(Not So) Modern Times

Modern Times was, so it seems, the epitome of Charlie Chaplin’s ideology towards the new direction of film. Throughout the piece, he is constantly dehumanized by these advancements, exemplified by the “modern” feeding machine. He always feels out of place, never fitting in, in the factory, in the prison, and even in the dinner/show theatre. The scene where he sings is also a final act of rebellion. Even when he actually talks in a movie, he makes sure it is not in a language that the wide gamut of his audience will understand.

There are some odd continuity issues, though. There seems to be no actual passage of time between sets. We don’t know how long Charlie spent in the prison, in the mental institution, how long he knew his girlfriend (wife? Life partner? Significant other? I don’t really know) I can’t tell if this is an intentional choice or not, however. There is also the problem of Charlie navigating through countless men desperate to get a job for their (probably) starving families, yet not making it through the dance floor.

And of course, the most important issue, which I’m sure you all noticed and were shocked about, the police cars not exhibiting the Doppler Effect. The relative frequency of the alarm should have changed as they were driving away. Cardinal sin, right there.

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One thought on “(Not So) Modern Times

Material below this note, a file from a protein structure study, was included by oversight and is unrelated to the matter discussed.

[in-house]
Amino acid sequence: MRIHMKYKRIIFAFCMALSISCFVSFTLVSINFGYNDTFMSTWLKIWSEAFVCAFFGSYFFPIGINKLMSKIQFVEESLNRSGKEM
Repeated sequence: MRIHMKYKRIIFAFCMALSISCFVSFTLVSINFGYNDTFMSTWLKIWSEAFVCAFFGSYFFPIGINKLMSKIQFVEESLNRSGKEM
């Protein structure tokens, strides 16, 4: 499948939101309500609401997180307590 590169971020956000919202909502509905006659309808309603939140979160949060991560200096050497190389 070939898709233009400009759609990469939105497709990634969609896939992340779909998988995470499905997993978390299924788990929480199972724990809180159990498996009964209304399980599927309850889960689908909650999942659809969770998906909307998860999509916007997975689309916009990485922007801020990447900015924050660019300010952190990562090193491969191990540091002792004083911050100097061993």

1. Although your observations are all probably correct, I would hardly call them “issues.” The scenes you mentioned are some of the most hilarious parts of the movie! I would be perplexed with any film of this genre, even ones being made today, that hold more tightly to its “passage of time” than its own comedy. The overall expectations of the audience is to be humorously entertained. A lack of continuity is in fact, Chaplin’s form. He is not looking for realism, he is looking for scenes that produce the greatest comedic effect whilst still holding to the story. Perhaps the greatest thing about the film is the way it flows perfectly. We get a sense of a pattern. Work, prison, more work, more trouble with the police. It flows. The time itself passing is irrelevant. More cue cards with explicit explanations of the amount of time the Tramp is in each place would detract from the flow. Remember, it is a silent film. Even things like the breaking the “Doppler effect” is not really an issue when the audience is really looking for comedic timing, not scientific laws.

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